Struggle against Diabetes 
(Lucha contra la diabetes)
Amputee in a wheelchair.
Renal involvement in diabetes.
Eye and cardiac involvement in diabetes.
Section 12 Counselling for diabetic retinopathy
The management of the diabetic patient depends on teamwork and close liaison 
between physicians, ophthalmologists, general practitioners and paramedical 
staff including chiropodists, dieticians, screeners and many other personnel. 
Only in this way will the risk factors discussed below be drawn to the attention 
of the most appropriate health care worker. 
12.1 Risk factors
Due to the chronic nature and insidious development of diabetic 
complications many patients fail to appreciate the seriousness of the condition 
and the life-shortening effects of the disease. in particular, previous confusion 
within the medical profession on the role of tight diabetic control has been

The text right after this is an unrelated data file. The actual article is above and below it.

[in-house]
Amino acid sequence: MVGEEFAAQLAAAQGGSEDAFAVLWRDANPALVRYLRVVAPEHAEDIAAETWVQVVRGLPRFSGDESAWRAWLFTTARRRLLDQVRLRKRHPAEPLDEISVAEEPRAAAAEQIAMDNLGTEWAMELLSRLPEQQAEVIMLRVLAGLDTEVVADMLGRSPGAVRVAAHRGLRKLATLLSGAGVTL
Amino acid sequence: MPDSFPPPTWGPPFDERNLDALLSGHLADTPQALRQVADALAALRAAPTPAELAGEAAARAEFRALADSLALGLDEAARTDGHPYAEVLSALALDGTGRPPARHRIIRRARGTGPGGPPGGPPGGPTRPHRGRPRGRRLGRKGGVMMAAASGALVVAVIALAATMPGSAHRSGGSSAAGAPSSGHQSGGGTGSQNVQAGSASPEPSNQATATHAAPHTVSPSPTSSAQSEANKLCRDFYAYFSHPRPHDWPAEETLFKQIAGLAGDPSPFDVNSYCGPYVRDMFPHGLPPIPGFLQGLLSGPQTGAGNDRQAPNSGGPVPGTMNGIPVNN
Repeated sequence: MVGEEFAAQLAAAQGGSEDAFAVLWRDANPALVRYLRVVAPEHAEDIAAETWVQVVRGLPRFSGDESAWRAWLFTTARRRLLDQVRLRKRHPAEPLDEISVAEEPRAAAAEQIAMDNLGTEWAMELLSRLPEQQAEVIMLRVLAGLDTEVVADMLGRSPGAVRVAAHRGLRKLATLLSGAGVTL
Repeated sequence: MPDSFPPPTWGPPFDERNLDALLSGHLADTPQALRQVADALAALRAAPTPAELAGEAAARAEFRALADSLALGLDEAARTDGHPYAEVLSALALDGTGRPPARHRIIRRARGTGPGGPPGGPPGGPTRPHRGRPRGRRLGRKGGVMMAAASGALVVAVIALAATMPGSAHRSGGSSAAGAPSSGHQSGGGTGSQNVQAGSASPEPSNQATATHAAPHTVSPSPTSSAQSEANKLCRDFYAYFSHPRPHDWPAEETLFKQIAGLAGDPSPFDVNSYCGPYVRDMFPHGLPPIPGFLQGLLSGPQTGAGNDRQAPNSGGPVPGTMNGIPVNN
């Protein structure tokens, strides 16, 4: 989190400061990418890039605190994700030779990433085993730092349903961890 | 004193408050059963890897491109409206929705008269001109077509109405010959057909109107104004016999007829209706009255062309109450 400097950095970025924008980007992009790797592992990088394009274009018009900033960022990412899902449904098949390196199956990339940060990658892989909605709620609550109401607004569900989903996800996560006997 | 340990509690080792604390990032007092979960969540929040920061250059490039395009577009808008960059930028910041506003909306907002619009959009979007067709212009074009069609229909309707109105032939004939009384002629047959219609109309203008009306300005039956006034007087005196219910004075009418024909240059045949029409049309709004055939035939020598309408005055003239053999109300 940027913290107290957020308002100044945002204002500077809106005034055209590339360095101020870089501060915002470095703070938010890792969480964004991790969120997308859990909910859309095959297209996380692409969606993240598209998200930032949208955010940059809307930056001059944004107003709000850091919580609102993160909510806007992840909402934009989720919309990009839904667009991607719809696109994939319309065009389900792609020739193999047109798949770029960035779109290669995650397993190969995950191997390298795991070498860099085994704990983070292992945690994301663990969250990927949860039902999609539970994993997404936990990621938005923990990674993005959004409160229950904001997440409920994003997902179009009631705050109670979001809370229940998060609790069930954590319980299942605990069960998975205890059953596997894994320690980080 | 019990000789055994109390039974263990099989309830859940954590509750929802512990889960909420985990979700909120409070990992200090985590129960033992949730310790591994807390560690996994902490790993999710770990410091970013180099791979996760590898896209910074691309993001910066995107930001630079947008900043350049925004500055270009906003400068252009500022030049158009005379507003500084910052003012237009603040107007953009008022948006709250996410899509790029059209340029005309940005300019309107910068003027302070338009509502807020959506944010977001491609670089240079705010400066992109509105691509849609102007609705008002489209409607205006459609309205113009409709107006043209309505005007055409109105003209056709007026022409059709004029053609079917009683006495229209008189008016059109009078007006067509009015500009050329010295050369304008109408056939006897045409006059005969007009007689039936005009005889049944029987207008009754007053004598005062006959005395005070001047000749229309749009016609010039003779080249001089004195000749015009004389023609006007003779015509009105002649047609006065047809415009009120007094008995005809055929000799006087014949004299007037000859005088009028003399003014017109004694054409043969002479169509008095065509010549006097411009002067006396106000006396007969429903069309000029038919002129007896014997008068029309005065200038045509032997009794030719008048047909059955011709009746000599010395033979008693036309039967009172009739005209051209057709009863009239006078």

swept aside by the clear evidence of the importance of establishing good 
hyperglycaemic control to delay significantly the complications. This especially 
true for retinopathy18
It is equally the remit of all medical personnel caring for one or more aspects 
of the diabetic state that they explain not only the value of good control of 
diabetes but that diet, exercise, avoidance of cigarette smoking and attention 
to weight will all have beneficial effects on the prevention of complications. 
Even in cases of advanced DR with maculopathy, it is not too late to institute 
a change of life-style which will benefit the end-organ disease.
12.2 The young diabetic 
A small sub-group of young, insulin-dependent diabetics appears to be 
susceptible to a particularly rapidly advancing form of PDR. In some cases, 
even extensive laser therapy fails to control the proliferative disease and 
extensive vitreo-retinal surgery is performed with limited functional success. 
It is unclear whether poor compliance and/or poor attention to their 
diabetes is the main factor in the progression ot the disease or whether 
other factors such as hormone dysfunctional particularly insulin-like grown